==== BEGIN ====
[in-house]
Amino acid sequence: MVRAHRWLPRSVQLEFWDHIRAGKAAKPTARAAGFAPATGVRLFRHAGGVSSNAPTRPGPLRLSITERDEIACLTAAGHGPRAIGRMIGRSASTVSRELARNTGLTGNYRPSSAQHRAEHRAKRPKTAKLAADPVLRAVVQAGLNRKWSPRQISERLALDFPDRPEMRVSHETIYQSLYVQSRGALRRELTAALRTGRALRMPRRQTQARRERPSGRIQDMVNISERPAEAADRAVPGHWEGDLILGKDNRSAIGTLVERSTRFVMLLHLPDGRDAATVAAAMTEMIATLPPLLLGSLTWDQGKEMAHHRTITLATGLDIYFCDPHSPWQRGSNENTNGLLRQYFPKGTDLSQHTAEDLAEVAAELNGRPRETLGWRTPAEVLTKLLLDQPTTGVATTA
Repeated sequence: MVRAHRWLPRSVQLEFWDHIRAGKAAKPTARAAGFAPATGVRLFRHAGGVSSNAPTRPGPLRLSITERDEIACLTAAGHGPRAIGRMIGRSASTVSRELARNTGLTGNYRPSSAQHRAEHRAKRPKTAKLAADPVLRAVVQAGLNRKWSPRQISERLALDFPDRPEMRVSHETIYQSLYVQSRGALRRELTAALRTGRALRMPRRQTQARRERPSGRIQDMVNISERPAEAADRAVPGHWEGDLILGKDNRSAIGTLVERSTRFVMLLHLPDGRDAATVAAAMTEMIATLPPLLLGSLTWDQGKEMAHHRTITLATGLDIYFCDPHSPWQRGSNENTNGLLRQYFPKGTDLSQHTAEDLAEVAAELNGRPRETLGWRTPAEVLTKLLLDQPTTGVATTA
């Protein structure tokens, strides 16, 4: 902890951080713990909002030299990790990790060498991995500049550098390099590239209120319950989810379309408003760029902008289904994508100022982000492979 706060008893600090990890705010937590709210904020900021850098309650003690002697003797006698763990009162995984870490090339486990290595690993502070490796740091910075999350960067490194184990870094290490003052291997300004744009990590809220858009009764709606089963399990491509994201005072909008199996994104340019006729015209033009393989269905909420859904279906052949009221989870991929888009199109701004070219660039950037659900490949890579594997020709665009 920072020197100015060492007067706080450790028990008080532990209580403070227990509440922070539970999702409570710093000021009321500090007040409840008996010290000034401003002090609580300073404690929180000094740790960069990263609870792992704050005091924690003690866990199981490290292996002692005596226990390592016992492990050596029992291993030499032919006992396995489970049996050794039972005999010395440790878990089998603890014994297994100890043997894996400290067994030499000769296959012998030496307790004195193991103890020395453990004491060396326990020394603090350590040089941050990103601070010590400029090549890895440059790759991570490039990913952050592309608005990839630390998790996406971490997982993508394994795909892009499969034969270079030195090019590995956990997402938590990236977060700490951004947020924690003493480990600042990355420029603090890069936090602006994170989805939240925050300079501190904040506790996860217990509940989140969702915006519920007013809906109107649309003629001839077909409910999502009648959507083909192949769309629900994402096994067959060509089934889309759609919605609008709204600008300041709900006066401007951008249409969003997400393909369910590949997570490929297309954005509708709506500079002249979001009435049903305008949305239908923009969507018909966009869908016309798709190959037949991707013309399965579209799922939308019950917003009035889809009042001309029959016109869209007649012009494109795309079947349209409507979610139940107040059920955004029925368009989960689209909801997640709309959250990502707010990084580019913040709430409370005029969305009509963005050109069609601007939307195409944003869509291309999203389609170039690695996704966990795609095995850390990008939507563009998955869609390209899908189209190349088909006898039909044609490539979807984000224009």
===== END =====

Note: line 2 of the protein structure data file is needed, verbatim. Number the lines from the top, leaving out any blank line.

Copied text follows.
Amino acid sequence: MVRAHRWLPRSVQLEFWDHIRAGKAAKPTARAAGFAPATGVRLFRHAGGVSSNAPTRPGPLRLSITERDEIACLTAAGHGPRAIGRMIGRSASTVSRELARNTGLTGNYRPSSAQHRAEHRAKRPKTAKLAADPVLRAVVQAGLNRKWSPRQISERLALDFPDRPEMRVSHETIYQSLYVQSRGALRRELTAALRTGRALRMPRRQTQARRERPSGRIQDMVNISERPAEAADRAVPGHWEGDLILGKDNRSAIGTLVERSTRFVMLLHLPDGRDAATVAAAMTEMIATLPPLLLGSLTWDQGKEMAHHRTITLATGLDIYFCDPHSPWQRGSNENTNGLLRQYFPKGTDLSQHTAEDLAEVAAELNGRPRETLGWRTPAEVLTKLLLDQPTTGVATTA